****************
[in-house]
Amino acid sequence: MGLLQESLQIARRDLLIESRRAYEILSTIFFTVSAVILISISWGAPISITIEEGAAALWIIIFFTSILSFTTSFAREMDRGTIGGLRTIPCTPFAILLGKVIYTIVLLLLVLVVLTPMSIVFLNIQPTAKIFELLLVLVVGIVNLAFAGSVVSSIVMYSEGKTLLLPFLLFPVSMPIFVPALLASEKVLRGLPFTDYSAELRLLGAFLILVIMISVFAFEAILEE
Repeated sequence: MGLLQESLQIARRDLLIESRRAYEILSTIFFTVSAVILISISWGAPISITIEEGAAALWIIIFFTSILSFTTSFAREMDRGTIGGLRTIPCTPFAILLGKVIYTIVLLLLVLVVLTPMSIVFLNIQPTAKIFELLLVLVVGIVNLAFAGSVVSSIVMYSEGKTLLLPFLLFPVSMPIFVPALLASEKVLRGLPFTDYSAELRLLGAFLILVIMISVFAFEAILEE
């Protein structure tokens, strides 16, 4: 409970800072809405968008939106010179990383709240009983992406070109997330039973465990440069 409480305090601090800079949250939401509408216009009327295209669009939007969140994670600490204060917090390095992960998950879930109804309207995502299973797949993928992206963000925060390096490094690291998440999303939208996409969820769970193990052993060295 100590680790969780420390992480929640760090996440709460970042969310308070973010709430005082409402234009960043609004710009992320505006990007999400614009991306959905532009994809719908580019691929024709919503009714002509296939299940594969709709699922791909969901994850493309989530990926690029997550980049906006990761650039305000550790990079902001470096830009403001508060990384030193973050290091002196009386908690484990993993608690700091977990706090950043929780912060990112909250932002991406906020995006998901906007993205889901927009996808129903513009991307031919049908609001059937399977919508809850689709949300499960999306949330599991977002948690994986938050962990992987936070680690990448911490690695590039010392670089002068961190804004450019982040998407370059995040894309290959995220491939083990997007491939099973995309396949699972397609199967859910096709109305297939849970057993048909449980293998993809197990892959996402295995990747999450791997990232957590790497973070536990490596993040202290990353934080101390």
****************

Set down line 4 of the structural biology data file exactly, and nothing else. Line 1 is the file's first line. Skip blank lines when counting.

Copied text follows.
């Protein structure tokens, strides 16, 4: 409970800072809405968008939106010179990383709240009983992406070109997330039973465990440069 409480305090601090800079949250939401509408216009009327295209669009939007969140994670600490204060917090390095992960998950879930109804309207995502299973797949993928992206963000925060390096490094690291998440999303939208996409969820769970193990052993060295 100590680790969780420390992480929640760090996440709460970042969310308070973010709430005082409402234009960043609004710009992320505006990007999400614009991306959905532009994809719908580019691929024709919503009714002509296939299940594969709709699922791909969901994850493309989530990926690029997550980049906006990761650039305000550790990079902001470096830009403001508060990384030193973050290091002196009386908690484990993993608690700091977990706090950043929780912060990112909250932002991406906020995006998901906007993205889901927009996808129903513009991307031919049908609001059937399977919508809850689709949300499960999306949330599991977002948690994986938050962990992987936070680690990448911490690695590039010392670089002068961190804004450019982040998407370059995040894309290959995220491939083990997007491939099973995309396949699972397609199967859910096709109305297939849970057993048909449980293998993809197990892959996402295995990747999450791997990232957590790497973070536990490596993040202290990353934080101390």